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When the Nuclear Regulatory Commission ruled recently that the threat of terrorism cannot be considered when licensing reactors because the risk is too speculative, and that discussing the issue in licensing hearings would give too much information to terrorists and "unduly alarm the public," it was frighteningly reminiscent of equally Orwellian pronouncements issued previously by federal regulators. Remember when our dosage of radiation "fallout" from aboveground nuclear tests was measured in "sunshine units," or claims that nuclear-generated electricity would be "too cheap to meter?"
The commission's latest exercise in Nukespeak concerns a factory that Duke Energy and other companies are seeking to build in South Carolina to turn weapons plutonium into reactor fuel; two existing Duke reactor plants that would use the fuel; a temporary waste-storage project in Utah; and a project to expand fuel storage at the Millstone reactors in Waterford, Connecticut.
In the past, design features at nuclear plants proposed to ensure environmental safety have been available for public scrutiny. But the commission now says that security preparations and characteristics of plants that would bear on the success of a terrorist attack must remain secret, and ruled that terrorism could not be considered under the National Environmental Policy Act, the law that requires the government to issue an Environmental Impact Statement when it takes a major action.
The commission ruling took note of the attacks of Sept. 11, 2001, but said the proper approach would be to improve security at nuclear sites, on airplanes and around the country generally, rather than to try to determine the environmental effects of "a third-party attack" on a site.
The ruling outraged many nuclear-safety experts, including former commissioner Victor Gilinsky, who complained that at a time when the commission forbids considering terrorism at the Duke plutonium plant, "(Attorney General) Ashcroft is changing the Bill of Rights because it is imminent."
Peter A. Bradford, another former NRC member, compared the commission's attitude to its view on hydrogen explosions. Before the 1979 accident at Three Mile Island (which regulators called "a normal aberration" and a "plant transient" rather than use the word "accident") such explosions were considered impossible. After the one at Three Mile Island, he said, the commission still considered them impossible, "because now that we had had one, we would be too vigilant for another to occur."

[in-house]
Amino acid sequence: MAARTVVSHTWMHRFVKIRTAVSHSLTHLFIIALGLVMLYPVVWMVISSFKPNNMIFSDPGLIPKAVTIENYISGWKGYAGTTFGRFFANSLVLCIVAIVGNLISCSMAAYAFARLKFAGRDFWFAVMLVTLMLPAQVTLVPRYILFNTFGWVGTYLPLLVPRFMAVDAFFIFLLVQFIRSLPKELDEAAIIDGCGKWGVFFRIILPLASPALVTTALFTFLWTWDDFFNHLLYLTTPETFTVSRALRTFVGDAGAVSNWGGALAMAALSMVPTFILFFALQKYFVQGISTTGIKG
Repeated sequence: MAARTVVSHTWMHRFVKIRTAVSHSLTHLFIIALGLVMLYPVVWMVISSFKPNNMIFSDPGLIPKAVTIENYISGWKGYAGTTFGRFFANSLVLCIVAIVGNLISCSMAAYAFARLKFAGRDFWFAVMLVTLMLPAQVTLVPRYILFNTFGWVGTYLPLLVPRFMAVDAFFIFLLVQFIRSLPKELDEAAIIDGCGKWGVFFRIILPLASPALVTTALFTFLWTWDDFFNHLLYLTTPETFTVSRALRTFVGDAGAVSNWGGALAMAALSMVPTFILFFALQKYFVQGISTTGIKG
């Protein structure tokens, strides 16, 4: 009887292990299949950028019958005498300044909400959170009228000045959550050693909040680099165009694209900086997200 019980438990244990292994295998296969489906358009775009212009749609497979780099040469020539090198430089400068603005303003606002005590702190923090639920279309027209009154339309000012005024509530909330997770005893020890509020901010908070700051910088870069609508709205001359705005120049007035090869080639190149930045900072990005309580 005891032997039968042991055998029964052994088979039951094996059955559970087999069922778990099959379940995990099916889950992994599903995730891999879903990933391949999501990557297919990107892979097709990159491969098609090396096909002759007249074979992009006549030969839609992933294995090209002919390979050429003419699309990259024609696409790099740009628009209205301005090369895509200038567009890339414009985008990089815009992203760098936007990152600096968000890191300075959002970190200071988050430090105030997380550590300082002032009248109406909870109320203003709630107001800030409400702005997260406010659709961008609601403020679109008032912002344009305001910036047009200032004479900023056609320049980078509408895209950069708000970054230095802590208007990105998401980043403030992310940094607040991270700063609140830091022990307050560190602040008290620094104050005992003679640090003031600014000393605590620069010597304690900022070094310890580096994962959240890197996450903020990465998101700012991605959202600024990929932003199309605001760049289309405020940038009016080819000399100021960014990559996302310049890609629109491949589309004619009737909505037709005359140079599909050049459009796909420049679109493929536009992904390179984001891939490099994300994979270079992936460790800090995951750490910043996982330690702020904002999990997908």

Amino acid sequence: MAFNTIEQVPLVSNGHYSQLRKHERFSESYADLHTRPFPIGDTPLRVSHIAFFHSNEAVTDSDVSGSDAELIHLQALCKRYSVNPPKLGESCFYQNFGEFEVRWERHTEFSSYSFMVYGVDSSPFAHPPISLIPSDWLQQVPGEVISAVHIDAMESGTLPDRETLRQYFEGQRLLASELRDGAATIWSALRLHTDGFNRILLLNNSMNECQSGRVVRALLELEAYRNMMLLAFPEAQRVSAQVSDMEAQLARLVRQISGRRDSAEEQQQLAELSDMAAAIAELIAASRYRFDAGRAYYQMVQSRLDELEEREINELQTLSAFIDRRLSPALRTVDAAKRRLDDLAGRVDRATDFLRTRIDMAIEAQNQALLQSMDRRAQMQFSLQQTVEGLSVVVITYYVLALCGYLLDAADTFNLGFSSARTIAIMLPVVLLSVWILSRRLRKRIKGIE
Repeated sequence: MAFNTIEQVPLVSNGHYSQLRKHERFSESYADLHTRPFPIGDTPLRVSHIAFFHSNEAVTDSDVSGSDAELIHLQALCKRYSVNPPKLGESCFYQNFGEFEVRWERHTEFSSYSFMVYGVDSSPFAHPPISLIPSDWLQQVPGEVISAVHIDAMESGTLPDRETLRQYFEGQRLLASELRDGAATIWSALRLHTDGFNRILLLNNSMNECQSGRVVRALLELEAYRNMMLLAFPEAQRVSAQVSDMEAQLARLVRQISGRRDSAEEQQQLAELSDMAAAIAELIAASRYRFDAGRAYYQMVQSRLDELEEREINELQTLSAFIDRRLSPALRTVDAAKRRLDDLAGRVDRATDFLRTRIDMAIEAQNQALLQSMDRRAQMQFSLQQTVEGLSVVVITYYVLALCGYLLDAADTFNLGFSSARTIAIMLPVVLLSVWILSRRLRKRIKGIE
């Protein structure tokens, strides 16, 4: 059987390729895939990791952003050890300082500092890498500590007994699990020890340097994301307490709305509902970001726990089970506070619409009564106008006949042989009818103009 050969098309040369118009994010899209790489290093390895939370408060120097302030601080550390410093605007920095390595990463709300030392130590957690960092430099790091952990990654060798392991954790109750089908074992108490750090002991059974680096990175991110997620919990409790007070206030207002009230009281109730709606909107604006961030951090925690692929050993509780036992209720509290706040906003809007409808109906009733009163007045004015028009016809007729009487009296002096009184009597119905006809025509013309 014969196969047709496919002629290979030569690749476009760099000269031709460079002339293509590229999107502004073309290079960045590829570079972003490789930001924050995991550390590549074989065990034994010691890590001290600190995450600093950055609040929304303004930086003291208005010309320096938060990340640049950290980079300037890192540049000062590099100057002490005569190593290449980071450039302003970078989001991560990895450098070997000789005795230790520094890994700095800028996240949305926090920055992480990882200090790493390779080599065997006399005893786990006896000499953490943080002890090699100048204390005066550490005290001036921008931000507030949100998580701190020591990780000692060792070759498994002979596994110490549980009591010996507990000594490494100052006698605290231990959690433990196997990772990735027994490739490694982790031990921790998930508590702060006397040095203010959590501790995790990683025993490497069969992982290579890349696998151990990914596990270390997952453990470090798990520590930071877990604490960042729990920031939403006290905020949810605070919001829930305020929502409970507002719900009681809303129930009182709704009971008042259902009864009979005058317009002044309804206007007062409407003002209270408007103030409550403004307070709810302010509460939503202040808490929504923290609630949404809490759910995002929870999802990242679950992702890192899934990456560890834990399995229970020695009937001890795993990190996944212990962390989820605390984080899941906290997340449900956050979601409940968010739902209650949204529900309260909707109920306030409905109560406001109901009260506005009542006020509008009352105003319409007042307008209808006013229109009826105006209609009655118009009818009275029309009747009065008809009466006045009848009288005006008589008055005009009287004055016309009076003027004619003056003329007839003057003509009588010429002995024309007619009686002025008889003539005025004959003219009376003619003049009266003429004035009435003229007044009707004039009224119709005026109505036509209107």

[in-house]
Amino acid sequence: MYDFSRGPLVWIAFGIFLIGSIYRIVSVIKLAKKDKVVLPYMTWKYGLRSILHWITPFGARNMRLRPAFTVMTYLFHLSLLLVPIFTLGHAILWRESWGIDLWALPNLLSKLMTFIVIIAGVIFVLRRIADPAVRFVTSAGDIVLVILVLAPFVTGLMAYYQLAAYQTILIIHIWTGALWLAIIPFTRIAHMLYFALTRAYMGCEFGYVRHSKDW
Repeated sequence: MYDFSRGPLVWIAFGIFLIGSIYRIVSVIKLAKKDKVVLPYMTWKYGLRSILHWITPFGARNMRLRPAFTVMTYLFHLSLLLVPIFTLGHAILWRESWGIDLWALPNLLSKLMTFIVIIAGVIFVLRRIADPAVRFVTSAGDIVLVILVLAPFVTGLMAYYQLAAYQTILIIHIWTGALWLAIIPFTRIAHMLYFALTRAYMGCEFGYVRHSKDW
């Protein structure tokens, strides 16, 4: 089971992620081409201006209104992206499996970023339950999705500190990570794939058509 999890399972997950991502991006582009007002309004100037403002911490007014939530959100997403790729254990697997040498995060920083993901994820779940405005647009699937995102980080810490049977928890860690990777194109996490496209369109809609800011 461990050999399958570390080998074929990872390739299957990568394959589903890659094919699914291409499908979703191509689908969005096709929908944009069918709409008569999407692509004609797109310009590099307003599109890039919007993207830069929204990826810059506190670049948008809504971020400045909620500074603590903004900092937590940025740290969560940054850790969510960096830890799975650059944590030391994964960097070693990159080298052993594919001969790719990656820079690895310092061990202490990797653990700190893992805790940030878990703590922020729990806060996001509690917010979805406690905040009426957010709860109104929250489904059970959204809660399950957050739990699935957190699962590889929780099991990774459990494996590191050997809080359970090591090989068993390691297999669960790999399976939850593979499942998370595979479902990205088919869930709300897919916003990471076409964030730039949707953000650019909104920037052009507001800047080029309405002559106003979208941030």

"The bottom line is that events that have occurred but that can't be dealt with must still be considered impossible, first because they haven't yet occurred, then because they have," Bradford said.
The commission has historically declined to speculate about terrorist threats against reactors. In the late 80's and early 90's, it fought off arguments that stronger defenses against truck bombs were needed, despite truck bomb attacks around the world. It argued that in the United States no bomb could be assembled without attracting the notice of the police. But in early 1993, terrorists exploded a truck bomb in an underground garage at the World Trade Center, and a man with a history of mental problems drove his station wagon through a gate and into the turbine building at Three Mile Island. The man, who was not armed, then hid inside the plant for hours.
The commission soon revised its rules to cover bombs in small vehicles. But it has yet to institute any rules changes related to the Sept. 11 attacks. Dr. Edwin Lyman, president of the Nuclear Control Institute, an antiproliferation group in Washington, says the commission's reasoning is contradictory. The commission believes it need not consider terrorism, Dr. Lyman points out, because terrorism is "entirely independent of the facility." But he adds that "ignores the fact that the terrorist threat to a facility is surely dependent on where that facilities is sited, i.e. in a remote or densely populated area."
"One of the main threats we face today in the U.S. is that many potentially hazardous facilities are located near heavily populated areas," Dr. Lyman recently told the New York Times. "This situation is tolerated because severe accidents are considered highly improbable. But surely in the future, it makes sense to consider the possibility of terrorist acts that could intentionally cause large releases when making decisions about the location and design features of hazardous facilities."
But the NRC, stuck in mindset based on wishful thinking and still employing a language of euphemism and distortion, disagrees. Saying that it defines risk as a product of the probability of an event multiplied by its consequences, the NRC maintains that when it comes to terrorism and nuclear safety, "we have no way to calculate the probability portion of the equation, except in such general terms as to be nearly meaningless."
With our regulators still dedicated more to selling nuclear technology to the American public than protecting them from it, their continued reliance on information-management techniques is not surprising. Historically, nuclear regulators have confused hopes with reality, presented expectations and assumptions as facts, covered up damaging information and failed to learn from their mistakes. But with the emerging threat of terrorism, can the American public afford to continue relying on their Big Brotherly bromide that "Ignorance is Strength?"
Rory O'Connor co-wrote "Nukespeak: The Selling of Nuclear Technology in America" (Penguin Book, 1983).